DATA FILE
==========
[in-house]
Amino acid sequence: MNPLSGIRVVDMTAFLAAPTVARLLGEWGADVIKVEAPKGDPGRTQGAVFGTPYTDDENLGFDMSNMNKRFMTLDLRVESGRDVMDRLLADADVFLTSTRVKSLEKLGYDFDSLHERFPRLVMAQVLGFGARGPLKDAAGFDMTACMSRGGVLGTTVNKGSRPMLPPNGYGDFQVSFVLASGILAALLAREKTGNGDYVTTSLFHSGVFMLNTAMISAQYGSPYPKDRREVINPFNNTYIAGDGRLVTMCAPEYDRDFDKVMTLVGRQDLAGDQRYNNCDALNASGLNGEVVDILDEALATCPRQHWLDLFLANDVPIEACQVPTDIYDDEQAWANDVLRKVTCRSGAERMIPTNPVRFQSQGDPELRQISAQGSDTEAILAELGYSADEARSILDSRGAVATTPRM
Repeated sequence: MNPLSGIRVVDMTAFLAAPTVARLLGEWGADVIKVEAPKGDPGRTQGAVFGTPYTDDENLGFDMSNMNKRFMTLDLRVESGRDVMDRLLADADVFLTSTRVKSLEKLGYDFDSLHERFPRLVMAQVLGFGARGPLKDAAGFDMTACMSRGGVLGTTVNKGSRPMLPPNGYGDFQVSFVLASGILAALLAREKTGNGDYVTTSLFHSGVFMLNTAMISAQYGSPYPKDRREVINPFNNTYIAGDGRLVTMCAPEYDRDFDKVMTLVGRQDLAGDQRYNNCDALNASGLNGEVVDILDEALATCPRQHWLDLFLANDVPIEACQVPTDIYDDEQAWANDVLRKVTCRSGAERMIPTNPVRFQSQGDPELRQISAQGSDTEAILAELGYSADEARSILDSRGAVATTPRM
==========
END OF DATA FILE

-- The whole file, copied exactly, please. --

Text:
[in-house]
Amino acid sequence: MNPLSGIRVVDMTAFLAAPTVARLLGEWGADVIKVEAPKGDPGRTQGAVFGTPYTDDENLGFDMSNMNKRFMTLDLRVESGRDVMDRLLADADVFLTSTRVKSLEKLGYDFDSLHERFPRLVMAQVLGFGARGPLKDAAGFDMTACMSRGGVLGTTVNKGSRPMLPPNGYGDFQVSFVLASGILAALLAREKTGNGDYVTTSLFHSGVFMLNTAMISAQYGSPYPKDRREVINPFNNTYIAGDGRLVTMCAPEYDRDFDKVMTLVGRQDLAGDQRYNNCDALNASGLNGEVVDILDEALATCPRQHWLDLFLANDVPIEACQVPTDIYDDEQAWANDVLRKVTCRSGAERMIPTNPVRFQSQGDPELRQISAQGSDTEAILAELGYSADEARSILDSRGAVATTPRM
Repeated sequence: MNPLSGIRVVDMTAFLAAPTVARLLGEWGADVIKVEAPKGDPGRTQGAVFGTPYTDDENLGFDMSNMNKRFMTLDLRVESGRDVMDRLLADADVFLTSTRVKSLEKLGYDFDSLHERFPRLVMAQVLGFGARGPLKDAAGFDMTACMSRGGVLGTTVNKGSRPMLPPNGYGDFQVSFVLASGILAALLAREKTGNGDYVTTSLFHSGVFMLNTAMISAQYGSPYPKDRREVINPFNNTYIAGDGRLVTMCAPEYDRDFDKVMTLVGRQDLAGDQRYNNCDALNASGLNGEVVDILDEALATCPRQHWLDLFLANDVPIEACQVPTDIYDDEQAWANDVLRKVTCRSGAERMIPTNPVRFQSQGDPELRQISAQGSDTEAILAELGYSADEARSILDSRGAVATTPRM